Spring in the mountains has a fickle spirit, full of promise for basking in warm summer weather one day and back to inhospitable storms the next. Yesterday was spring-like with the warmth of the sun baking my face when I gazed upward. Robins sang from treetops, chickadees belted out their breeding calls, and woodpeckers drummed.Chipmunks, golden-mantled ground squirrels (seen poking his head out of his burrow below), Wyoming ground squirrels, and even marmots who live in boulder piles strewn on nearby meadows emerged from hibernation in the past few days. I haven't seen any more bear tracks since late March so I'm not sure that they've truly awakened yet. However, I'm not covering as much ground as I was in March because the frequent snowstorms have limited my access to the backcountry.Yesterday, we enjoyed our regular 'sunset' hike that is unintentionally becoming earlier than sunset - even though it's at the same clock time as a month ago. During our 'sunset' hike, R's escalating obsession with rodents completely distracted him at times. At one point, he stopped to excavate a rodent tunnel. His tunnel vision prevented him from noticing that we were leaving. We decided it was time to reinforce the lesson that it's his job to keep track of us when off-leash, and not vice-versa. So, four of us - two humans and two mature dogs - crested a hill and scampered behind a boulder to hide from him. I was holding onto the bells hanging from both mature dogs' collars to prevent them from ringing and revealing our hiding place. We would've looked ridiculous if another hiker had seen us!
Because we worry when R is out of sight, time seemed to slow and almost stop as we waited for him to notice our disappearance. After what felt like an eternity but was only a minute or two, he rocketed over the crest of the hill - a sleek, jet black, and muscular running machine. He passed our boulder without a hitch of hesitation. About 75 yards beyond us, he noticed that he wasn't on our scent trail and stopped. With his nose to the ground, he sprinted a few paces down one trail, realized that our scent trail wasn't there, and reversed himself. He frantically repeated the process for two other trail options.Having exhausted the trail choices, he stood stock still for a moment, appearing to weigh his options. Then, because he's savvy to this game that we played when he was a puppy, he scanned the boulder-strewn terrain around the trail and either spotted or smelled us. He zoomed to us, obviously relieved that he hadn't truly lost us.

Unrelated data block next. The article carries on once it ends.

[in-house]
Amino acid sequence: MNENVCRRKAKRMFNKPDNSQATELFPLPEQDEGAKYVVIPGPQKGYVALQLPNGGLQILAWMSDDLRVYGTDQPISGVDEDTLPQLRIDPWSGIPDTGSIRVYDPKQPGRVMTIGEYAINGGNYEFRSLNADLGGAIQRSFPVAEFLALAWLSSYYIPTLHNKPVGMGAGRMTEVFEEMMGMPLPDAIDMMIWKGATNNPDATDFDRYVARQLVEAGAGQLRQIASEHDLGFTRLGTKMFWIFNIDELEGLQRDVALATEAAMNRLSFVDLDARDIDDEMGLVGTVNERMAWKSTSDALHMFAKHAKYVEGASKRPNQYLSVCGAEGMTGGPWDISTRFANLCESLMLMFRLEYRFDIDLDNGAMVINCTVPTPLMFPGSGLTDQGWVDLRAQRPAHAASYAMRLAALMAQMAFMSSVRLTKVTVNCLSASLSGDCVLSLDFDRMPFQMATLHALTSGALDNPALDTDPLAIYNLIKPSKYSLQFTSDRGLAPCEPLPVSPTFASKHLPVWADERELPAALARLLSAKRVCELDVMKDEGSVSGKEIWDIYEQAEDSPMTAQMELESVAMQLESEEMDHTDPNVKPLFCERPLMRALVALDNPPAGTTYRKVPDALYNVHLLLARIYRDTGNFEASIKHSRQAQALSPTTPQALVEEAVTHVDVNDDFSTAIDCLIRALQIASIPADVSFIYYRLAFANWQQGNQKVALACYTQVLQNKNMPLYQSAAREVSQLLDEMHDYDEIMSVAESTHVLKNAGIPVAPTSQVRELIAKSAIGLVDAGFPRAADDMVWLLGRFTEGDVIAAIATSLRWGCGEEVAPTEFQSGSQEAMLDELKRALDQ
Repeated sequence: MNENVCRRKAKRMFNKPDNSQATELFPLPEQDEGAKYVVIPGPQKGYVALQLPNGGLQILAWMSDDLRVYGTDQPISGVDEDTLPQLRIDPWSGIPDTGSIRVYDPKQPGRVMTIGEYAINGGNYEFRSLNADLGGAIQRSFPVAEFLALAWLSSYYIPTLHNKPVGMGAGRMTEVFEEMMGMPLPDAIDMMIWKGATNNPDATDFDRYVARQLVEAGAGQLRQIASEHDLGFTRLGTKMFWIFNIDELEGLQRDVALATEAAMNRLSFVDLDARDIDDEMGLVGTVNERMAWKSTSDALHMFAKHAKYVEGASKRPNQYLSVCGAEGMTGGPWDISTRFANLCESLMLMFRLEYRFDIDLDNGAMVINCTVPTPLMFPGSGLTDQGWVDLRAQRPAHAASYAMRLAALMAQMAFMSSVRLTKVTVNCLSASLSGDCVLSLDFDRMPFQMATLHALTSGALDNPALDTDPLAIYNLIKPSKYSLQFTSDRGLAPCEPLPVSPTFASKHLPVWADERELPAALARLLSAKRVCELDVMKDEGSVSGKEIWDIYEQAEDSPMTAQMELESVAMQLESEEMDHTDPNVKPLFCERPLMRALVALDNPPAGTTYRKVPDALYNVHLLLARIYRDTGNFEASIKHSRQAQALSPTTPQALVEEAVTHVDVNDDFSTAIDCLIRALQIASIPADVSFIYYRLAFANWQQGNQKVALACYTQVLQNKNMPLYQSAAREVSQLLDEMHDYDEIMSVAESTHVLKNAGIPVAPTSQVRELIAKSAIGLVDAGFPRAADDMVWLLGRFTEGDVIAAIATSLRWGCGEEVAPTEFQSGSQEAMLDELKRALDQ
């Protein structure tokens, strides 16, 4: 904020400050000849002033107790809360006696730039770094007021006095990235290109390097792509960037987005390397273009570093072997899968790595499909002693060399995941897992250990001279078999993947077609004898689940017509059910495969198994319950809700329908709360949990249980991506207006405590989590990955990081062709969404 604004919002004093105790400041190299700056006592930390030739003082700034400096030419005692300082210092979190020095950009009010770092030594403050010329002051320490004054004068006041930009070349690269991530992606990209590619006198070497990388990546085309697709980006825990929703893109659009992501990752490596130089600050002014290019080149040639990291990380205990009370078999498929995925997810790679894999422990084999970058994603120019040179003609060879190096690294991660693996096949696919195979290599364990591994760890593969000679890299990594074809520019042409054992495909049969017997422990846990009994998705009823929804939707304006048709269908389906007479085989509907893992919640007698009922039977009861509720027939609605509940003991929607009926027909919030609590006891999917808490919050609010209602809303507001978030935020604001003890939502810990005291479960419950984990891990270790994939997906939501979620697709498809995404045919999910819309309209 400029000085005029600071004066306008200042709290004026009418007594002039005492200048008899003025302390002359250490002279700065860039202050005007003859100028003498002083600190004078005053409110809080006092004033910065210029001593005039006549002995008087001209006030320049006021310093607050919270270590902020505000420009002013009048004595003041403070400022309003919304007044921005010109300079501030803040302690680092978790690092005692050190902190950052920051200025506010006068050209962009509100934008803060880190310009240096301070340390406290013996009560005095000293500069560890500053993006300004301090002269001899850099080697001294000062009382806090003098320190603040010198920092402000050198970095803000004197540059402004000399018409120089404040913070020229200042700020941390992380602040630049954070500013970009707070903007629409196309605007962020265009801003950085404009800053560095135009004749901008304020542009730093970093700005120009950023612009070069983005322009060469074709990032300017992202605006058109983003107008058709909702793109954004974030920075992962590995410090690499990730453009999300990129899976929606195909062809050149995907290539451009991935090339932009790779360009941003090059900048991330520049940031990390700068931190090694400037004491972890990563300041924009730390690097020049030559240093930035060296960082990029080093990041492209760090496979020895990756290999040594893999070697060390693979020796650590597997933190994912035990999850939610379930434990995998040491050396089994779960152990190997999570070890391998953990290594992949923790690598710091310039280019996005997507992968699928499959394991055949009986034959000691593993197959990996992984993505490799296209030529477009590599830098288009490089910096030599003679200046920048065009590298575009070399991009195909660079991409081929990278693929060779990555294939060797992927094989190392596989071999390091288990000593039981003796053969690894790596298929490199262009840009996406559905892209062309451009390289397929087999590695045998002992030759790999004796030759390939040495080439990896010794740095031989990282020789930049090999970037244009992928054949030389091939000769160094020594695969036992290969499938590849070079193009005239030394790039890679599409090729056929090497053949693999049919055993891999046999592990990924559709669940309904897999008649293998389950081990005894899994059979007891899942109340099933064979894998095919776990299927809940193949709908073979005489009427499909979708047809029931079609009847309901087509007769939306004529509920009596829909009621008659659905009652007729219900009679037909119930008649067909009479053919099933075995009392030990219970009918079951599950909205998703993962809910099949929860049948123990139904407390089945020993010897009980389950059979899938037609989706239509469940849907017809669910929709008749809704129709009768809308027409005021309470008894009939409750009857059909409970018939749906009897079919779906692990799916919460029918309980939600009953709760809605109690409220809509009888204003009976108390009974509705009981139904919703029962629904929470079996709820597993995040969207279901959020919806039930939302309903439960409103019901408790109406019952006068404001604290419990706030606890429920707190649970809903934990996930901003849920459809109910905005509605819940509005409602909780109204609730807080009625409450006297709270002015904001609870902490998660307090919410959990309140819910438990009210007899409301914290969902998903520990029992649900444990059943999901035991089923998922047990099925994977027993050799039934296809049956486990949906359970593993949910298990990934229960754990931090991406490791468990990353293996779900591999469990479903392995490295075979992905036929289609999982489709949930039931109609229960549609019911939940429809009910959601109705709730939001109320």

We've played this game with all of our young dogs to teach them to stay close and watch where we go. Their attention wanders primarily during hiking - and not biking or running - because hiking is inherently much slower than a young dog's pace. We never play the game if they're actively chasing wildlife or when carnivores like coyotes might be around. Rather, we hide when our dogs are distracted and the situation seems safe. If they get truly confused, we make small noises (e.g., we toss pebbles) to prevent them from crazily sprinting the wrong way and getting lost.
Yesterday, the game seemed to rattle R - and that was our goal. Because he's in the throes of adolescent independence-testing, I suspect that we'll need to play it a few more times in the near future to keep his attention on us.
This morning barely dawned at all. As the darkness became visually penetrable, a thick and wet fog rolled over our forest. It's the forerunner of what's forecasted to be a whopper of a snowstorm, with accumulation being predicted in feet rather than inches. I have to admit, although we need to break our drought, I'm not eagerly anticipating having deep soft snow covering our trails again. Snow in the freezing cold of winter is great - it's fun for skiing and snowbiking. But, I'm tired of this slushy and melty spring stuff.
When K and I headed out on the trails, I realized that the birds had gone mute - no frenzy of the bird singing and calling greeted us like it has on recent mornings. I bet that they were focusing all of their energy on preparing for the threatening storm. Indeed, our bird feeders were covered in gorging birds. They perched on nearby branches waiting for spots to open on the feeders.
Just as we started our ride, the aerial attack commenced. It began as snow, which I don't mind having falling out of the sky while I ride, even if the visibility is nil. But, then it became snain (snow + freezing rain), which remained tolerable for a while, especially since I knew that the thirsty forest was drinking up the water.
As I started to chill, I first noticed the icicles on my bike helmet, hanging down from the brim that I use to protect my face from pelting rain, hail, or snow. Then, I noticed a layer of ice and ice drips forming on the aspen skeletons.Eventually, the freezing snain penetrated my layers, and I started coughing. Since I really don't need to exacerbate my recent illness, I headed home, cold but happy that I'd spent some time in the forest.
As I sit next to my warm crackling fire, I'm amazed by the small animals who can survive in hypothermia-inducing weather like this. I try to help some of them, the small ground-feeding birds like juncos have a hard time finding food during a snowstorm so I put seeds on our porch railings for them. The just-awakened chipmunks and golden-mantled ground squirrels look so skinny and easily chilled. I hope that they either find the seeds on the porch or snuggle back into their winter dens.
K seems impervious to the weather. Due to her malfunctioning thyroid gland, her fur is less oily and doesn't shed water as easily as a lab's fur normally does. However, she seemed to want to run all day regardless of the weather. I wish that I could be as tough as she is!